Need for HW-clock independent timestamps
neumann at cgws.de
Wed May 16 09:01:07 CEST 2018
On 13.05.2018 14:37, Toke Høiland-Jørgensen wrote:> Matthias Urlichs
<matthias at urlichs.de> writes:
>> Can anybody think of problems with this solution?
> Well, the possibility of DOS if you set the counter too high,
Correct me please, but skipping even many counter values should not be a problem at all. So do you mean DOS in case your hit a wrap around of the
counter? IMO this can be easily prevented.
TAI64/96 bit timestamp field (64-bit seconds count + 32-bit nanoseconds count)
in WG handshake_init messages is used as a counter, then it seems sufficient to just use the 32-bit nano-cnt part for sequential increments after each handshake. Only the sec-cnt part needs to be saved with a +1 value (implicitly assuming nano-cnt saved as zero): during wg modprobe and also whenever the in-memory nano-cnt value got 80% exhausted. Reserving room for 800 000 000 handshakes (in non-reboot cases) before a new fs-write operation is needed. Given that just the handshake-required ECDH-Curve25519 takes more than a ms (eg 769 handshake/s measured on my intel notebook) calculation, that would happen at most once every 10 days. But realistically rather in terms of month or years.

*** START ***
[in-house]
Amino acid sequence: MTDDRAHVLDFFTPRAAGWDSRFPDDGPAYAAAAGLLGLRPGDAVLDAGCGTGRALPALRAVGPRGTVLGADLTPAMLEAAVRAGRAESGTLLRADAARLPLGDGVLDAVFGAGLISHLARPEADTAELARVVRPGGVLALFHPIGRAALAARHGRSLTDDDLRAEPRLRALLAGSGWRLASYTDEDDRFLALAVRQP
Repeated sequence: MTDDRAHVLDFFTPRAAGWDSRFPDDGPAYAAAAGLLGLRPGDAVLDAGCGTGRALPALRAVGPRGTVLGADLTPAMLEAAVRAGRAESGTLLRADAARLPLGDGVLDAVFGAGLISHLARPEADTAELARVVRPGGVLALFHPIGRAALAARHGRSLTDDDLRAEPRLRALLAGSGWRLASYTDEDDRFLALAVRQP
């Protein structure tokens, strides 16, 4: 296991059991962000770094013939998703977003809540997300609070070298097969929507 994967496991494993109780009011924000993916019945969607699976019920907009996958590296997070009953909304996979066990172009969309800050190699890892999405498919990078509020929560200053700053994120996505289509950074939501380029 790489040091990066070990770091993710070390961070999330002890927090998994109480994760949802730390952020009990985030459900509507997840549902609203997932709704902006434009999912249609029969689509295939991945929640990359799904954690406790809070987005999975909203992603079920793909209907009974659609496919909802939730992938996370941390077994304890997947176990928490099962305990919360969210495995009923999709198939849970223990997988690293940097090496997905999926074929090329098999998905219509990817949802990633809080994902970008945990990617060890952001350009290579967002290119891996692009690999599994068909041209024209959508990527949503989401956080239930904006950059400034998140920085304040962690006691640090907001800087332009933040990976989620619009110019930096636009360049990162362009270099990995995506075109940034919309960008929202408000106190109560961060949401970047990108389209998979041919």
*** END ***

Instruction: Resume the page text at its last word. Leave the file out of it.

So in practice, a sec-cnt+1 value, now representing not secs but handshake counts x 1000000000) would only be saved during each system boot or wg init.
> and the
> possibility of replay attacks if you fail to save the last state when
> you shut down comes to mind :)
Where is that possibility? If you fail then you would send
handshake_initiation messages with an already outdated timestamp field. Exactly what now happens by default with non-HWC equipped devices after each reboot.
> (Not saying it's not possible to create a workable solution, just that
> it's not trivial and requires careful thought to not break the security
> assumptions of the protocol).
but looking at the recent discussion (how to secure NTP as a work around for for non-HWC devices) some of the assumptions made by the current approach seem already quite questionable to me right now. Like super-simple WG and firewall setup. Instead of two-lines documentation
you will likely need 2 pages plus some references for further reading to other tools (like NTP) and also inherit related problems. That does not sound like the WG philosophy to me.
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